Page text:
While American Sunni and Shia Muslims may not be in conflict with each other openly, they are not truly united either. If they became more unified they could do much more to bring peace to troubled parts of the world.
The winds make us lean towards this place, to inhale its spirit, and the broken waters summon us to baptize our dreams, and, in our own foreign way, contribute to the exquisite idea that is Northern Ireland.
It's one thing to meet a great artist. I've been lucky enough to meet, and interview, quite a few considerable artists, and a handful I would probably describe as great. But it doesn't happen all that often in a life that you meet a great human being.
His family and friends are in mourning for Seamus Heaney, who died in Dublin on August 30. They are joined by a world of acquaintances and admirers, both known and unknown to Heaney himself, whose grieving is for the poet and the man -- if those could be separated.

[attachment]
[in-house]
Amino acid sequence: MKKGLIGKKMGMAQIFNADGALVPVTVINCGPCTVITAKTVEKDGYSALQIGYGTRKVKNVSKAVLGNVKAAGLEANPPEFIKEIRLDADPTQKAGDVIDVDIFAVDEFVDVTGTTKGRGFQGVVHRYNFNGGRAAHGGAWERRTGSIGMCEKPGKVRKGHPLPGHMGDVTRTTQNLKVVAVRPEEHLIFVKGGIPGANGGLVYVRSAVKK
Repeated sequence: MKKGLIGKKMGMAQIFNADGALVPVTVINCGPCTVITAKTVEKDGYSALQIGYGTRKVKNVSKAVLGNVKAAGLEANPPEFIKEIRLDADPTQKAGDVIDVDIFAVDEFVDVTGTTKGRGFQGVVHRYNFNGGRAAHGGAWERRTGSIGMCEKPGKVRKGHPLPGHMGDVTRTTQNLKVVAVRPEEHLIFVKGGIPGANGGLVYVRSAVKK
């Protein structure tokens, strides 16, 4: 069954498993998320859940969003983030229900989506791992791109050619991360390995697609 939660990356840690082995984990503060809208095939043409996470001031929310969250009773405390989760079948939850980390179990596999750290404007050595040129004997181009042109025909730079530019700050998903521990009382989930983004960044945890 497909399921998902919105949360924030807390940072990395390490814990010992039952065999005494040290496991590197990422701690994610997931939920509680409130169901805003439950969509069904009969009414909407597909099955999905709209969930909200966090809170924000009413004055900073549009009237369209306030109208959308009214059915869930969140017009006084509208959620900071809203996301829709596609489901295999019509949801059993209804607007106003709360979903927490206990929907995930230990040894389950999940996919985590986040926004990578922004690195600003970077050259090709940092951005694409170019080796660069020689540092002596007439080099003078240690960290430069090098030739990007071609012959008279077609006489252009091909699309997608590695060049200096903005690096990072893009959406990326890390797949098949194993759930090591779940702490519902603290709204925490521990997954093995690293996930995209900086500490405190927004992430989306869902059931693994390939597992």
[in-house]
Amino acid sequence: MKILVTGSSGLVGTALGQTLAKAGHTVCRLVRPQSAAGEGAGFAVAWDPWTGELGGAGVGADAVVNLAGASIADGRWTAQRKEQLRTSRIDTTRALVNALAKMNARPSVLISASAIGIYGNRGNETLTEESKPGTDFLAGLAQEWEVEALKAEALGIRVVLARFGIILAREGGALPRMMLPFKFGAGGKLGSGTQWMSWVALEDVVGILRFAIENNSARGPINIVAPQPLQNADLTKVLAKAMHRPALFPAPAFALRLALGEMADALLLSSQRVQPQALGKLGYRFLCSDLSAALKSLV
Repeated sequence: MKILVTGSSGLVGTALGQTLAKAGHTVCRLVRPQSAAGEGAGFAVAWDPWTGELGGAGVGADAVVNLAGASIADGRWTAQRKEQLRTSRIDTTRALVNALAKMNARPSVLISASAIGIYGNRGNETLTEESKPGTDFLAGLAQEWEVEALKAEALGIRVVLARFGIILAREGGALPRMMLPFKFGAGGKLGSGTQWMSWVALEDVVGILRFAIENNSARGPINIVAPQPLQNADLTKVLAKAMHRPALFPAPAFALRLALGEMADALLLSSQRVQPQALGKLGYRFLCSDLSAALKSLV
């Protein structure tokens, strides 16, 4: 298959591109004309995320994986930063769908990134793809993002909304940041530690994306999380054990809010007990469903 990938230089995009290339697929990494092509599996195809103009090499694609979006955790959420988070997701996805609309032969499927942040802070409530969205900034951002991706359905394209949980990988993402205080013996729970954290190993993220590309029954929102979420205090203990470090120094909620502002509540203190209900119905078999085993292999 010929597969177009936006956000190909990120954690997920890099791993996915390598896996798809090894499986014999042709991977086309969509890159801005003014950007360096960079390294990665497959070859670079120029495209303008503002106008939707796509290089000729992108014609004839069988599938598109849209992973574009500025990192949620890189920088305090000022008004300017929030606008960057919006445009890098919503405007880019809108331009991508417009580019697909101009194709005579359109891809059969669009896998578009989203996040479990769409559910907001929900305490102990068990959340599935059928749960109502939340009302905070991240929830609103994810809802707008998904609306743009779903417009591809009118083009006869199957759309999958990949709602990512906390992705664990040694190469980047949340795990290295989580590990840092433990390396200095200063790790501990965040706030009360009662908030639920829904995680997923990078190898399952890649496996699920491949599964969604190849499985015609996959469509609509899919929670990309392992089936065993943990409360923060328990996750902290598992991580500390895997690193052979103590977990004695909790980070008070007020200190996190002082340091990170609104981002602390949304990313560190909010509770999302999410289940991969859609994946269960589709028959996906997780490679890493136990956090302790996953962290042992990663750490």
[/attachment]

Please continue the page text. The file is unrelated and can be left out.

Today, the Obamas saw a Belfast transformed by two decades of peacemaking which only bore fruit because of the dogged determination of Irish America. President Obama reaffirmed America's commitment to stand with the peacemakers of Belfast as long as we continue to push forward.
For PBS' weekend network show Religion and Ethics Newsweekly I've been reporting on the town's special place in the violent "Troubles" of the past few decades, and in the story of Ulster's peacemaking process that has now largely displaced that violence.
Look at the promotional materials being floated around the U.S. for Stand Off, and you'd think the film was a crime thriller in the Guy Ritchie mold, with Brendan Fraser backed up by Colm Meaney in some heavy badassery. What it turns out to be is an acerbic comedy.
Go and visit Belfast. Yes, you will see the flags and the murals that provide the backdrop to the negative stories that flood the news. But you will not see enough active disagreement to justify the attention these topical issues receive.